Corn is one of the most widely produced crops in the world, and Mexico is home to at least 60 recorded unique landraces, the traditional, locally adapted strains. Preserving these ancient varieties is key for future sustainability, explains geneticist Martha Willcox, who works with the Mexico-based International Maize and Wheat Improvement Center (CIMMYT) to conserve the genes of dwindling crops. But left in the hands of aging campesinos, ancestral maize is at risk of becoming extinct. And the consequent loss of biodiversity, the FAO warned in its 2010 report, will have a major impact on the ability of humankind—which will number nine billion by 2050—to combat food insecurity in the face of climate change.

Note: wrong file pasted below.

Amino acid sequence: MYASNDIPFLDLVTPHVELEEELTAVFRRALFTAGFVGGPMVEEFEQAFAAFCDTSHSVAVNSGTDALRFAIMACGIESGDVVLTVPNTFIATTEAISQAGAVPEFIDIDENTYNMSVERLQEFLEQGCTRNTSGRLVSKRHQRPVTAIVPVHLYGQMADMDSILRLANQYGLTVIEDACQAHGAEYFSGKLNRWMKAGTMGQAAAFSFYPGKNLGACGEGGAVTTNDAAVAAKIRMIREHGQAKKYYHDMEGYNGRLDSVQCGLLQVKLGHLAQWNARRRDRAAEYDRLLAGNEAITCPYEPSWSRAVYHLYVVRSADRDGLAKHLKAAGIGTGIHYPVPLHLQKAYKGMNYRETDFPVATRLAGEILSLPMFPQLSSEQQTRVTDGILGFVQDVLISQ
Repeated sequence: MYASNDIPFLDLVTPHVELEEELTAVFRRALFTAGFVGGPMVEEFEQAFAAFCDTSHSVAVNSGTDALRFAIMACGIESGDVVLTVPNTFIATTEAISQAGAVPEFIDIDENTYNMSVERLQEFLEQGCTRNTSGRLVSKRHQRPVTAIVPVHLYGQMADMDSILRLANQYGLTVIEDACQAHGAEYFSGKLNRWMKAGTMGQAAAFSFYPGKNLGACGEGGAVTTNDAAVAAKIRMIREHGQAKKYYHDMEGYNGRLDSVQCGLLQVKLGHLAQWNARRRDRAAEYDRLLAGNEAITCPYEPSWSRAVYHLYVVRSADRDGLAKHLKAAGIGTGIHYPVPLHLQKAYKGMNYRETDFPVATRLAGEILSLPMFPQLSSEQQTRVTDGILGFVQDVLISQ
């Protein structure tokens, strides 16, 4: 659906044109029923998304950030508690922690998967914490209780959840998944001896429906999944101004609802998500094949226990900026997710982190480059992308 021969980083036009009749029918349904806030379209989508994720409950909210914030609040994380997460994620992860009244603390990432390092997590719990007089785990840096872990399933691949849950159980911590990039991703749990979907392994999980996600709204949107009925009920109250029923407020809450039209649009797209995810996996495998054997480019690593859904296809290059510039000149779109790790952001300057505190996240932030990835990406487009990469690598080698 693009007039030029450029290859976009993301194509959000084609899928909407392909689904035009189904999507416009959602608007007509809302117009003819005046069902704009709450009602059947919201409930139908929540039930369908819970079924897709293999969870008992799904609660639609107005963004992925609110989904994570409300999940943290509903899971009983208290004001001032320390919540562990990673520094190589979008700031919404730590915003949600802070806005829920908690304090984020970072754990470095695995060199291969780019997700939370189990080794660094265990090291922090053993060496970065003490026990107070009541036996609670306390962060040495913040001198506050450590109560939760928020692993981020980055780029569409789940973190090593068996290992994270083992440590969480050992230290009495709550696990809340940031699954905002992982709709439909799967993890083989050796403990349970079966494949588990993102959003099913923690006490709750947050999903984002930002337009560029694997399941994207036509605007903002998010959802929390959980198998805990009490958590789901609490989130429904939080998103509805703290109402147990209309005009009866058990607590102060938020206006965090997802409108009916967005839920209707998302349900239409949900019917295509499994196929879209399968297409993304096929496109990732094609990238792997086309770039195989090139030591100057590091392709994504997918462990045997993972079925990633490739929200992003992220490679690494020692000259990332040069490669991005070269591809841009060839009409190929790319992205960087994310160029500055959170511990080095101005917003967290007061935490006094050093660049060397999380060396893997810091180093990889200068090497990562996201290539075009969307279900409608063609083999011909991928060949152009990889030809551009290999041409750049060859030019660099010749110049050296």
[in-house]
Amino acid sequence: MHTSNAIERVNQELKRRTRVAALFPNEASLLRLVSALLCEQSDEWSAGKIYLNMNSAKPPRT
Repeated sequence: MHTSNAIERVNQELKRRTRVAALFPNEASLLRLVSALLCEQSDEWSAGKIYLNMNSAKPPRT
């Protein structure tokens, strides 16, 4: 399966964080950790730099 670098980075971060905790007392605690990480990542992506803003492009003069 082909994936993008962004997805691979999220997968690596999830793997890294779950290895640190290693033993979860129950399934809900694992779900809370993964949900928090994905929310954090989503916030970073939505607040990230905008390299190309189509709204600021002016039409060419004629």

Source: Chicago Tribune (22 Apr 2019)
Three million subsistence farmers producing heirloom corn in Mexico are protecting biodiversity.
Traits sought include better resilience under high temperatures, drought conditions or the attacks of rapidly-evolving crop diseases.
Minister Müller explored the campus and heard about CIMMYT’s latest innovations in maize and wheat research.